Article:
Resources for learning English

CEPA GERNIKA-LUMO HHI - Resources for learning English

Too & Enough with adjectives

Too goes before adjectives and adverbs. It has a negative meaning and shows that something is more than enough, more than necessary or more than wanted.

too + adjective/adverb + to –infinitive.
Helen is too rude to become a doctor.
He is too old to play football with the kids.

Enough goes before nouns but after adjectives or adverbs. It has positive meanings and shows that there is as much of something as is wanted or needed.

Adjective/adverb + enough + to –infinitive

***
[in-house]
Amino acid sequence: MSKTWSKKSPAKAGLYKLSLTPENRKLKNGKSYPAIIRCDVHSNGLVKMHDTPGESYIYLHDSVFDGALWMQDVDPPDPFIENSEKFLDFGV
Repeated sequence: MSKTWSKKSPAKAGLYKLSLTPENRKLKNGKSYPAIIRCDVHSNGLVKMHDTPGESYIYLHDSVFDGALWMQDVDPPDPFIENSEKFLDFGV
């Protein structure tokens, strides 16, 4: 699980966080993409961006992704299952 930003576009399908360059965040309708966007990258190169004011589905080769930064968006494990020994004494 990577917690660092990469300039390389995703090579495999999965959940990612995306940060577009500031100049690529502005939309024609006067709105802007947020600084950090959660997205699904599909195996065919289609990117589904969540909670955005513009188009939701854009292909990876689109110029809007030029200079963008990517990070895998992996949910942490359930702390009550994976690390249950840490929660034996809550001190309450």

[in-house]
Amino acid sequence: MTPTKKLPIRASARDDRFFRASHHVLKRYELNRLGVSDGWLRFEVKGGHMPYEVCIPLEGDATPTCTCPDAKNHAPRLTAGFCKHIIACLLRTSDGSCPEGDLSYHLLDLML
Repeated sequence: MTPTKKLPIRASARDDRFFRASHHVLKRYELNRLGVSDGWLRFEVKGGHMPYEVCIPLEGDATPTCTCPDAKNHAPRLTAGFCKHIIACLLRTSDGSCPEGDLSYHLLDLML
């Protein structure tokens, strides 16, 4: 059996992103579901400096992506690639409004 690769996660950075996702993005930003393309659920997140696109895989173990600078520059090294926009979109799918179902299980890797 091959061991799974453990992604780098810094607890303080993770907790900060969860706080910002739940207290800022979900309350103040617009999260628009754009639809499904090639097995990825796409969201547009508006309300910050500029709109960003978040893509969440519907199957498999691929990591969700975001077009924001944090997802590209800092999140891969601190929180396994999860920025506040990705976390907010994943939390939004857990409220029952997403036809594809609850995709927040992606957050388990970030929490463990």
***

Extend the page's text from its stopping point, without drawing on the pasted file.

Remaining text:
The weather is warm enough to swim.
The shoes aren’t comfortable enough to walk for a long time.

enough + noun
There isn’t enough water.
We have enough money to buy a new car.

My English Pages: Too / Enough
Too vs. Enough
Exercise: Fill in the correct word (too / enough)
English exercises: Too/Enough activities
Agendaweb.org: Too/Enough exercises

Defining Relative Clauses

We use relative clauses to give additional information about something without starting another sentence. By combining sentences with a relative clause, your text becomes more fluent and you can avoid repeating certain words.

English Grammar Online: Relative Clauses

British Council: Relative Clauses

Perfect English Grammar: What is a relative clause?

Oxford University Press: Exercise


Exercise: Relative clauses & definitions